In the Cordillera Region, based on statistics from the Mines and Geoscience Bureau, registered mining applications five years ago numbered only 70. This year, however, the number more than doubled, shooting up to 180. With the excessive extraction of minerals in Benguet over the decades, the mines have dried up traditional water sources and aquifers. Prominent existing mining companies like Philex Mining Corporation, Benguet Corporation, Lepanto Consolidated Mining Comp. and Cordillera Exploration Inc. are now setting their sights to expand and dig deeper holes in other parts of the Cordillera. They all filed for multiple mining applications of various types under the same name or using their partner companies’ names.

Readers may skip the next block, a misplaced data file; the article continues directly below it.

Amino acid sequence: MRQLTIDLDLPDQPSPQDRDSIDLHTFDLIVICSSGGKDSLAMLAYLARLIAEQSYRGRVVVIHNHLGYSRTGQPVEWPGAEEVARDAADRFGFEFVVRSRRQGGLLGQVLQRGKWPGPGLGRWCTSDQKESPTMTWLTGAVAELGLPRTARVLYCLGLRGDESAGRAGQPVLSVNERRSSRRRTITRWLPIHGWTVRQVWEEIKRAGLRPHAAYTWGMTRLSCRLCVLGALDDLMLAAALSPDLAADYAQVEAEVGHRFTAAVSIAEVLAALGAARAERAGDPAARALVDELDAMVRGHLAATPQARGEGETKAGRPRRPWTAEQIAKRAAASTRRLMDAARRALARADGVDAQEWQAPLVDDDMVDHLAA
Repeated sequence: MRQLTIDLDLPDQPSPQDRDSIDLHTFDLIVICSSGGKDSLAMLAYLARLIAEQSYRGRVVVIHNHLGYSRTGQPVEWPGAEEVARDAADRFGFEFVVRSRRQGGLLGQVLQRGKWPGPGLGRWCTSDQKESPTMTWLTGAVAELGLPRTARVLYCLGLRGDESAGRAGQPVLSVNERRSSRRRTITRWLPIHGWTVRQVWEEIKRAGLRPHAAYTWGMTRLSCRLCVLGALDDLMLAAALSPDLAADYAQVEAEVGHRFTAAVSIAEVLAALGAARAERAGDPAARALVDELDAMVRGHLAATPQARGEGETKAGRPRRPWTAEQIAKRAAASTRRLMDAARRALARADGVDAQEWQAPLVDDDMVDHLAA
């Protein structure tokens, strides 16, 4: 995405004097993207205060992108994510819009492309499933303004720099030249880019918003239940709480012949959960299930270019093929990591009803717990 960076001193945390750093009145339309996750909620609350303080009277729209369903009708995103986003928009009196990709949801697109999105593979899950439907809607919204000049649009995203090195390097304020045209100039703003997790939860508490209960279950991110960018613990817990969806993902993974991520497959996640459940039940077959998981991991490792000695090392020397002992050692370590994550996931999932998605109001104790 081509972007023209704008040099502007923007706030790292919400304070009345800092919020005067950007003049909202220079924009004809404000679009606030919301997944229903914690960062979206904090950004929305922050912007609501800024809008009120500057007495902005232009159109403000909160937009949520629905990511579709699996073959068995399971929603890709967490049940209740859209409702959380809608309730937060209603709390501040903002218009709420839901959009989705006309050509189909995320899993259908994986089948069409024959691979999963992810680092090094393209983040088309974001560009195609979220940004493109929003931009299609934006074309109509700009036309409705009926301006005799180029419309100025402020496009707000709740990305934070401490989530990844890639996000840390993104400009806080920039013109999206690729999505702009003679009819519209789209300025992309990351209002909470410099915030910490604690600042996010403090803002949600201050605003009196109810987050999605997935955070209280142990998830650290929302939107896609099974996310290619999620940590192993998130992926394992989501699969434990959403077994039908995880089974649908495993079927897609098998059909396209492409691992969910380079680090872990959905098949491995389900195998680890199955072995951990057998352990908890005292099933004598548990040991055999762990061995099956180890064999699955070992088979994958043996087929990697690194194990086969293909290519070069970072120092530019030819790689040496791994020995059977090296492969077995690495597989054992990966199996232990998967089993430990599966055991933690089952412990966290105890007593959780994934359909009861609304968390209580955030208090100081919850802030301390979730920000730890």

In 2012, Philex Mining Corporation – the government’s bastion of ‘responsible mining’ – caused the biggest mining disaster in history as it spilled more than 20 million metric tons of toxic sediments into the water channels of Itogon. DENR slapped a 1-billion-peso fine for the damages but Philex haggled the deal into a ‘clean-up’ option only, as the leak was caused by the ‘act of God’.

However, an independent fact-finding mission conducted by the church and environmental organizations have found out that the tailings dam’s lifespan already expired in 2010, thus it should not have been used anymore in the first place; a fact proving the mining company’s negligence. In the end, DENR ave in to Philex’s bargain and continued business as usual few months after.

Endangered species and habitat